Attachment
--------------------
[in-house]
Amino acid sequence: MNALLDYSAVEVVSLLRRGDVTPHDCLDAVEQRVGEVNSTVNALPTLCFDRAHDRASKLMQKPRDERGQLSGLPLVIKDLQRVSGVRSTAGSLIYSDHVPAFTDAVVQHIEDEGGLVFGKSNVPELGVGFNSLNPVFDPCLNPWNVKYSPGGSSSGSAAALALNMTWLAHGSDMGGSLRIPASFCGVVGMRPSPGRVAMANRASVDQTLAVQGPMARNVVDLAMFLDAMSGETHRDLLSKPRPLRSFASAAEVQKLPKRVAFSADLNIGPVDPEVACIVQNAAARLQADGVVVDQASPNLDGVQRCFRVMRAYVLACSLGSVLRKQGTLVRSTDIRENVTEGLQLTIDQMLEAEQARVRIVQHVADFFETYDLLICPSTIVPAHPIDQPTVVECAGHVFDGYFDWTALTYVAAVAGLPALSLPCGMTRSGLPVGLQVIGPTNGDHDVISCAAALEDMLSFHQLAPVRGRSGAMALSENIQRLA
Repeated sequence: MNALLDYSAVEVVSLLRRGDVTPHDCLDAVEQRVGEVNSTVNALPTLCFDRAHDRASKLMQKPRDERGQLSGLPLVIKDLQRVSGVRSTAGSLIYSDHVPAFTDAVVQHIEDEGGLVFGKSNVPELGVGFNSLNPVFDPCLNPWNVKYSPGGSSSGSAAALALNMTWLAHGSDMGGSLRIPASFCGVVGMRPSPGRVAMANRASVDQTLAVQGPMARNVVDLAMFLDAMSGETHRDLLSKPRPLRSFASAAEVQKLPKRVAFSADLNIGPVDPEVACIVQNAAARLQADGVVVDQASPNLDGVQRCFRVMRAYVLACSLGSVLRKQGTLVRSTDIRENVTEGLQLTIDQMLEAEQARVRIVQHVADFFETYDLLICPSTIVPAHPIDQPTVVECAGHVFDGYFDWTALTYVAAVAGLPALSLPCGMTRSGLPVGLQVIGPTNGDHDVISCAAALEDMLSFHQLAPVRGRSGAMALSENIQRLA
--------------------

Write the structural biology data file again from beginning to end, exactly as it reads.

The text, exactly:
[in-house]
Amino acid sequence: MNALLDYSAVEVVSLLRRGDVTPHDCLDAVEQRVGEVNSTVNALPTLCFDRAHDRASKLMQKPRDERGQLSGLPLVIKDLQRVSGVRSTAGSLIYSDHVPAFTDAVVQHIEDEGGLVFGKSNVPELGVGFNSLNPVFDPCLNPWNVKYSPGGSSSGSAAALALNMTWLAHGSDMGGSLRIPASFCGVVGMRPSPGRVAMANRASVDQTLAVQGPMARNVVDLAMFLDAMSGETHRDLLSKPRPLRSFASAAEVQKLPKRVAFSADLNIGPVDPEVACIVQNAAARLQADGVVVDQASPNLDGVQRCFRVMRAYVLACSLGSVLRKQGTLVRSTDIRENVTEGLQLTIDQMLEAEQARVRIVQHVADFFETYDLLICPSTIVPAHPIDQPTVVECAGHVFDGYFDWTALTYVAAVAGLPALSLPCGMTRSGLPVGLQVIGPTNGDHDVISCAAALEDMLSFHQLAPVRGRSGAMALSENIQRLA
Repeated sequence: MNALLDYSAVEVVSLLRRGDVTPHDCLDAVEQRVGEVNSTVNALPTLCFDRAHDRASKLMQKPRDERGQLSGLPLVIKDLQRVSGVRSTAGSLIYSDHVPAFTDAVVQHIEDEGGLVFGKSNVPELGVGFNSLNPVFDPCLNPWNVKYSPGGSSSGSAAALALNMTWLAHGSDMGGSLRIPASFCGVVGMRPSPGRVAMANRASVDQTLAVQGPMARNVVDLAMFLDAMSGETHRDLLSKPRPLRSFASAAEVQKLPKRVAFSADLNIGPVDPEVACIVQNAAARLQADGVVVDQASPNLDGVQRCFRVMRAYVLACSLGSVLRKQGTLVRSTDIRENVTEGLQLTIDQMLEAEQARVRIVQHVADFFETYDLLICPSTIVPAHPIDQPTVVECAGHVFDGYFDWTALTYVAAVAGLPALSLPCGMTRSGLPVGLQVIGPTNGDHDVISCAAALEDMLSFHQLAPVRGRSGAMALSENIQRLA